Cairo marks Nakba with no casualties
Near the crowd, an Israeli flag is hanging on the roof of an unremarkable apartment building, as one of the apartments is home to the Israeli embassy. The curtains are tightly drawn and no signs of life can be seen inside.
The approach to the entrance is guarded by barbed wire, armored vehicles, and Egyptian soldiers. The moment the demonstrators showed up, residents of the building appeared in the windows with Palestinian flags.
Every year on May 15, Palestinians mark the day of Nakba, the Palestinian catastrophe.
I went a couple of kilometers to the bridge together with a small group of students. Traffic in Cairo is so heavy that it is easier to walk for 1.5 hours; driving would have taken twice as long.
Students were chanting loudly, clapping and stomping, and when we came to the building, our group was three times bigger than when it was when we set off.
"These guys are Egyptians; the Palestinians have all left. Today, the Intifada began", a student told me as we walked. She didn’t know at that time that 20 Palestinians died that day in Syria, Lebanon, and Gaza. From time to time, she would yell hails to Palestine and curses to Israel with her tender voice.
A few hundred people had already gathered on the bridge, with a squad of volunteers making sure the crowd doesn’t stand in the way of traffic. People were carrying 20-meter-long flags, dancing Dabke (Palestinian dance), making videos, and reporting live on the internet.
To be a Palestinian (RT/Nadezhda Kevorkova)
From time to time, the military would close the square to traffic so that arriving demonstrators could cross. The crowd hailed the arrival of writer Norman Finkelstein, a US citizen, the son of Nazi camp prisoners and author of the book The Holocaust Industry, which had spurred some wild public discussion in America.
As I walked around the block looking for shade and water, I saw groups of protesters painting posters and buying food for their comrades. From time to time, protesters would start negotiations with soldiers, who were smiling and talking over their radios. I was amazed at the composure of taxi drivers, who were cheering the protesters despite having to sweat in traffic jams because of the demonstration.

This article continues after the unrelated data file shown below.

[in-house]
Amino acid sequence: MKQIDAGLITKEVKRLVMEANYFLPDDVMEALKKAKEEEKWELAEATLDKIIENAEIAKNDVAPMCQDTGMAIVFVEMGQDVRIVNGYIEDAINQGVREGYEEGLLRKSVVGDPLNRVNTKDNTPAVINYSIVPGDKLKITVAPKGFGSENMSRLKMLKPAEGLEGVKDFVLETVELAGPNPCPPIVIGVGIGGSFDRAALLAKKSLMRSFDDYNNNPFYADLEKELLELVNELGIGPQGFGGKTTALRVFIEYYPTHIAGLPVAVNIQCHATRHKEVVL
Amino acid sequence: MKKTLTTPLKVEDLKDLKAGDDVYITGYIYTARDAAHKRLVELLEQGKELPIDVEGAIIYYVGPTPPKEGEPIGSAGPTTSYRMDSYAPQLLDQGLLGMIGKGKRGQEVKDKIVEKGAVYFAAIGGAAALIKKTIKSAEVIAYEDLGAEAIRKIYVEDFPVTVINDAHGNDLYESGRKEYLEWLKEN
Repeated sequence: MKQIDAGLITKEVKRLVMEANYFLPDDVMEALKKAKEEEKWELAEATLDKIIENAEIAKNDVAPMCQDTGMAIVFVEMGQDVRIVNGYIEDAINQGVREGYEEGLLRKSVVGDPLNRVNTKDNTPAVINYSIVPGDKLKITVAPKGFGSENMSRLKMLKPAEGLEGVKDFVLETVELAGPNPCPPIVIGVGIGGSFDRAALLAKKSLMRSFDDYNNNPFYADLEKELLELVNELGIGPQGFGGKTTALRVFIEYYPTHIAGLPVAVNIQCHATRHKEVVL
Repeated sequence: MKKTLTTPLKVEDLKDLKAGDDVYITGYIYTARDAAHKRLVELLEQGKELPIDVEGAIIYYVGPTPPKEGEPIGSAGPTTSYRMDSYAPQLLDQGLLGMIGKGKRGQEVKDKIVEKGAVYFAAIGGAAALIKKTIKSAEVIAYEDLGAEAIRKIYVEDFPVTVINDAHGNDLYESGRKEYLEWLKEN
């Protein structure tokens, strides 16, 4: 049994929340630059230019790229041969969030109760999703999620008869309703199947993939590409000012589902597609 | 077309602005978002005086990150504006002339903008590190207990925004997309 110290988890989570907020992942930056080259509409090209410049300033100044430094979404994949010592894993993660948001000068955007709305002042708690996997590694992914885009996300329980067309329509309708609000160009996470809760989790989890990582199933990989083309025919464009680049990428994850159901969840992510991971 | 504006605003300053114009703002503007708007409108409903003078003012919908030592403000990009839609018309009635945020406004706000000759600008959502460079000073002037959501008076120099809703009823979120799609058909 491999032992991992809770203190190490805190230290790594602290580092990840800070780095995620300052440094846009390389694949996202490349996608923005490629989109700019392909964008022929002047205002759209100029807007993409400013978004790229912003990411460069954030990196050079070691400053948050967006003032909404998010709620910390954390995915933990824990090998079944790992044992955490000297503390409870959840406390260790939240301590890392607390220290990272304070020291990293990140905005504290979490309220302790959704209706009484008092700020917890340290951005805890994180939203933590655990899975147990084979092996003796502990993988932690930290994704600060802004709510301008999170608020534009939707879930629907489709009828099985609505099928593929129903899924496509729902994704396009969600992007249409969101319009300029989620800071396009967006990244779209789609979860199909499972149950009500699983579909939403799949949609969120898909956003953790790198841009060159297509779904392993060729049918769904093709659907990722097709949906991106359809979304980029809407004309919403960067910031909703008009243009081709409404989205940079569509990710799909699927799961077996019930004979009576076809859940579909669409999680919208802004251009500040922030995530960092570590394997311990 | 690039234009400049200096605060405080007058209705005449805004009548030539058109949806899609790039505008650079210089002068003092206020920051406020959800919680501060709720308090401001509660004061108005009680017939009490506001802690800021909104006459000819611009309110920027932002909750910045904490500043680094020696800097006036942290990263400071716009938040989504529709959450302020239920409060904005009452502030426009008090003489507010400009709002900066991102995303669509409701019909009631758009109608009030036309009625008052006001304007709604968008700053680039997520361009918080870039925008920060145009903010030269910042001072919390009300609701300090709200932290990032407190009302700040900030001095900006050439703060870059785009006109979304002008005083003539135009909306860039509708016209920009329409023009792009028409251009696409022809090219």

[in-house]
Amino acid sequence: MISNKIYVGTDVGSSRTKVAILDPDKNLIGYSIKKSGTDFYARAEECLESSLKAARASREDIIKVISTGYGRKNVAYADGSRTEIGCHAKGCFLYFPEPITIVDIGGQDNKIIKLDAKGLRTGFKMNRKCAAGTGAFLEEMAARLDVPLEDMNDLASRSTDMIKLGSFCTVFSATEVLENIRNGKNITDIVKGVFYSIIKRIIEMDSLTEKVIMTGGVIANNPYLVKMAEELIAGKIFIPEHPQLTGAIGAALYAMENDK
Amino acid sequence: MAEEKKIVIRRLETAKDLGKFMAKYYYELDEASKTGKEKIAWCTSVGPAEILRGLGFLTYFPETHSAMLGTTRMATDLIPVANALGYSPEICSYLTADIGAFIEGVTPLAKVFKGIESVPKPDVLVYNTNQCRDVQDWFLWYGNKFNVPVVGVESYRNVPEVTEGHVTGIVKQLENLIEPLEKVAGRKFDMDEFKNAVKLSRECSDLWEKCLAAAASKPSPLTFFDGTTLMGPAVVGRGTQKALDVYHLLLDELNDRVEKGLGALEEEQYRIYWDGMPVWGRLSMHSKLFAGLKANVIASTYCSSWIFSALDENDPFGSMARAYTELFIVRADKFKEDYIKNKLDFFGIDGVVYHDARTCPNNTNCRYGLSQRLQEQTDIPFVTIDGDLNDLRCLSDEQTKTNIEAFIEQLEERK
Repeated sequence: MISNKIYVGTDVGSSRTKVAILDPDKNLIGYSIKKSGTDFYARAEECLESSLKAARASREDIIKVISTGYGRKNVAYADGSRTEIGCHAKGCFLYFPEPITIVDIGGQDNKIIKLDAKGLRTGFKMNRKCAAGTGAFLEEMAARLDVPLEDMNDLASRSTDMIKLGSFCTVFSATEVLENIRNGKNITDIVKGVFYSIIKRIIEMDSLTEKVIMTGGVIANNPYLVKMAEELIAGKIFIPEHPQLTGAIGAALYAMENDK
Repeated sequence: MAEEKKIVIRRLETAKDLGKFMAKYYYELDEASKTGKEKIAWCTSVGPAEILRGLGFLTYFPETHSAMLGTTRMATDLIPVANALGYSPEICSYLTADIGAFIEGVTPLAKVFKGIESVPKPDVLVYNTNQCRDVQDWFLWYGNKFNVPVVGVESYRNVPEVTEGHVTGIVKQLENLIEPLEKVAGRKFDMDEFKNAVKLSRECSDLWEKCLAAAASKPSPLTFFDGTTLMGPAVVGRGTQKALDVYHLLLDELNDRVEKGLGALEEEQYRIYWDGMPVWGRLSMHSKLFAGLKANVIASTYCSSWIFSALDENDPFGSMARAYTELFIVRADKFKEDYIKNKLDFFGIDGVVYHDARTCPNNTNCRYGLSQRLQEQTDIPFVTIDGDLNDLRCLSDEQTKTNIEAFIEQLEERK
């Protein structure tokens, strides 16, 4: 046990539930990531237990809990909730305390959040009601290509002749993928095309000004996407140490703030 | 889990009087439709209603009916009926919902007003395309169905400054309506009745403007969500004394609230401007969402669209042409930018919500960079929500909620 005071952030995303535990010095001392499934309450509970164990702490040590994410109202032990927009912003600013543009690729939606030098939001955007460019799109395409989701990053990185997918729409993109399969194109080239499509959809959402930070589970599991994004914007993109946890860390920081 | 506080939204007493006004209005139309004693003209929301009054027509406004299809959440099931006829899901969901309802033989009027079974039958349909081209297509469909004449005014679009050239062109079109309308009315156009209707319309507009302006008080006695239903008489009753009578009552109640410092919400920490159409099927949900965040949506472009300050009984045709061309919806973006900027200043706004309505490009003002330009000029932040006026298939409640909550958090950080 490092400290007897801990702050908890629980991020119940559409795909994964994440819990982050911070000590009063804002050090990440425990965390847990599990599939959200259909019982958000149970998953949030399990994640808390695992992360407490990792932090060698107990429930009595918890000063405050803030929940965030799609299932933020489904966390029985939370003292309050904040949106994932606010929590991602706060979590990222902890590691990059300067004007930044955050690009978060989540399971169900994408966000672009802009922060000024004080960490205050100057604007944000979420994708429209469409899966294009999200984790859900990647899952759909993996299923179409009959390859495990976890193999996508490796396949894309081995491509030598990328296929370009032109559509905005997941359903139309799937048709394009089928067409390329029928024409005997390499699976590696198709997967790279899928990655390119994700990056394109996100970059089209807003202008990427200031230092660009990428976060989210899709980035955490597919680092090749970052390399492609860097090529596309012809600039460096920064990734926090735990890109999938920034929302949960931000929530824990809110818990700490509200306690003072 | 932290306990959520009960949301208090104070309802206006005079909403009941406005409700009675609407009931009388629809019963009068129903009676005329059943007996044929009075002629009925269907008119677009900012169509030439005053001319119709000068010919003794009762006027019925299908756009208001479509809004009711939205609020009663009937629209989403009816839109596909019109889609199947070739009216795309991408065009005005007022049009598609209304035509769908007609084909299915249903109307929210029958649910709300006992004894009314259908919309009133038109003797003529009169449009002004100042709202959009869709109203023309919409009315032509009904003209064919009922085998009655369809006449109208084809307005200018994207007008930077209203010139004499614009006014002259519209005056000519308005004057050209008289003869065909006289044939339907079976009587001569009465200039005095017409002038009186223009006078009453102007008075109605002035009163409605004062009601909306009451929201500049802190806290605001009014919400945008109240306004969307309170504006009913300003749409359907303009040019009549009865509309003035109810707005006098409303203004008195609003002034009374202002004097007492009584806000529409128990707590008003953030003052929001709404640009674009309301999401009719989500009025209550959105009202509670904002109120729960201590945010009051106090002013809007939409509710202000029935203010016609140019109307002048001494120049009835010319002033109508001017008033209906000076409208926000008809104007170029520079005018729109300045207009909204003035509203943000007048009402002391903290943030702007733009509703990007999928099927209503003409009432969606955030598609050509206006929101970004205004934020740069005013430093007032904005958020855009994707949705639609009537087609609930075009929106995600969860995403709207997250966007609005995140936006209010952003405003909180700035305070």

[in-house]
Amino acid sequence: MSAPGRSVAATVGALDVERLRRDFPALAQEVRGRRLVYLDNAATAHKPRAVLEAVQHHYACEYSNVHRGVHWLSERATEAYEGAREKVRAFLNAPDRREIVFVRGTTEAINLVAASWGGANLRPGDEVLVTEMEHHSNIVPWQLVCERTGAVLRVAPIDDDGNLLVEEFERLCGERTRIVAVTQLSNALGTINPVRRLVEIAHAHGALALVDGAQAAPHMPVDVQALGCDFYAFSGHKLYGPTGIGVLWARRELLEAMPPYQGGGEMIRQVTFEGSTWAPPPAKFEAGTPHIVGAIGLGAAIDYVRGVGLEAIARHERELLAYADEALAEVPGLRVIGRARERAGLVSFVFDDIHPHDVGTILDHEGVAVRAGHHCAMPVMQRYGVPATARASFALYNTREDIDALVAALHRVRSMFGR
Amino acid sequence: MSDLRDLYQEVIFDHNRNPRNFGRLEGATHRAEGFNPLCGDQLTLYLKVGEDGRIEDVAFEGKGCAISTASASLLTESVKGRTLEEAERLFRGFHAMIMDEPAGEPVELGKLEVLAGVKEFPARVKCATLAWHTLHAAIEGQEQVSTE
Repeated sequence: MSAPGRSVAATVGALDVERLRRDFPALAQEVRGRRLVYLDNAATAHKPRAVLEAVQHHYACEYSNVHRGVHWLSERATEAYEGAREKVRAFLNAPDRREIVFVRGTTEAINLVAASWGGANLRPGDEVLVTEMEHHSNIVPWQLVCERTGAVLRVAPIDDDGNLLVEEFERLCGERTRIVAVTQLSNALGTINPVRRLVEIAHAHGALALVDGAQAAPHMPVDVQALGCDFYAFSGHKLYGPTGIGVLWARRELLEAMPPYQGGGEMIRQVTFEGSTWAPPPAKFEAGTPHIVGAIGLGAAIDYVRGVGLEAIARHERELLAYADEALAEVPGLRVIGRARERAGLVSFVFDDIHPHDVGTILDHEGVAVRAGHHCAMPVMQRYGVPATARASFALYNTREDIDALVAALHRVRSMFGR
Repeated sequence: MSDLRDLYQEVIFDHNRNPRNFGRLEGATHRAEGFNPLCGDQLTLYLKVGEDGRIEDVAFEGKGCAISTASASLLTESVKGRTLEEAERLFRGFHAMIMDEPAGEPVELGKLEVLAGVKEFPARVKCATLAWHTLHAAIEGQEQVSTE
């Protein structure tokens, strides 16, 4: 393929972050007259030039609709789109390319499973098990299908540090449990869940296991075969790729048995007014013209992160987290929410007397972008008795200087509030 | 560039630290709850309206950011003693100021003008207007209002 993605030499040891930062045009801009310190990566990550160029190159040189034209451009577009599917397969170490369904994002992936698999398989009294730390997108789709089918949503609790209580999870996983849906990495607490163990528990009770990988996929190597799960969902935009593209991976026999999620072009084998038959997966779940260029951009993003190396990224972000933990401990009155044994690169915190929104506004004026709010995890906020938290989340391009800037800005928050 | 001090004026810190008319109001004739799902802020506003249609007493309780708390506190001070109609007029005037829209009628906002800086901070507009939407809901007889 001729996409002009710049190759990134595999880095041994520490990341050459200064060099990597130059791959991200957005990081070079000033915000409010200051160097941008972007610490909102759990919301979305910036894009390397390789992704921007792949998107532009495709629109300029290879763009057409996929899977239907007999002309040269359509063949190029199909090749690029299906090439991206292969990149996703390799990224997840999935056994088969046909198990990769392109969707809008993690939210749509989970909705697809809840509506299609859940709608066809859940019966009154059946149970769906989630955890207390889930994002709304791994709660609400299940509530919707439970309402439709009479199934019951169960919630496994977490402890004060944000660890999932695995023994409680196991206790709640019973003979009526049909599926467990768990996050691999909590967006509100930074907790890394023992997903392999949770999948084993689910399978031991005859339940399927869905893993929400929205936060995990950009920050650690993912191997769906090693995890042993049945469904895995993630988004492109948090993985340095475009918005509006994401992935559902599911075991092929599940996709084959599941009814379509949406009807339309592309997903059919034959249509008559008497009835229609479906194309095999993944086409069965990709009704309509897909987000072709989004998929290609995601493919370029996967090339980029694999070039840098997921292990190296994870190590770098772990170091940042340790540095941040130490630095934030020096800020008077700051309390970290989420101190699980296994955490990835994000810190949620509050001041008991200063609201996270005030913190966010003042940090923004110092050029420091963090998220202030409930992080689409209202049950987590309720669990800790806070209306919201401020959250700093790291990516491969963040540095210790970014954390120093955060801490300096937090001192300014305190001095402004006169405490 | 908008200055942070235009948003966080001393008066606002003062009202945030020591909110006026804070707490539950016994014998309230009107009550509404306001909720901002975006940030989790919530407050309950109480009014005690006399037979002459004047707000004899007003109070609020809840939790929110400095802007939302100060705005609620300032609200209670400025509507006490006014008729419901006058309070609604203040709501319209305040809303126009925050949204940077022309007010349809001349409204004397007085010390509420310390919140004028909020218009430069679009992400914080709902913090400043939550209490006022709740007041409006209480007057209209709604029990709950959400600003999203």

Rumor had it that some young men had tried to sneak into the building but were stopped by the army. The Israeli flag kept soaring over the building.
In the evening, I walked across the entire city to the TV center. I kept seeing more and more people going in the opposite direction, carrying Palestinian flags.
The night before, a group of unidentified assaulters had opened fire at a relatively small group of Copts and burnt down several cars near the TV center. Paradoxically, the general mood there was not mournful, as one would expect, but festive.
Western mass media were all too eager to blame the attack on some Muslim extremists. Internet sources were reporting in many languages about "Muslims attacking the Christians again". The people of Egypt, however, saw the situation as a challenge. In the end, what began as a humble Copt demonstration ended up as another impromptu fraternization of Egyptians – Christian and Muslim.
Where as on Saturday, a couple of thousand (at most) sad-faced Copts were praying with their priests, now tens of thousands of Muslims and Christians are smiling, singing, hugging each other, eating, and drinking tea. Even the Copt priests are smiling – a rare sight indeed. They didn’t even mind us taking photos of them, which they usually never allow.
This festival unfolded on the Corniche Embankment, one of Cairo's main thoroughfares. Traffic was not allowed, and all exits and entrances were guarded by several lines of policemen. Women police officers told me it was done to make sure that no provokers could spoil the event.
Nadezhda Kevorkova, RT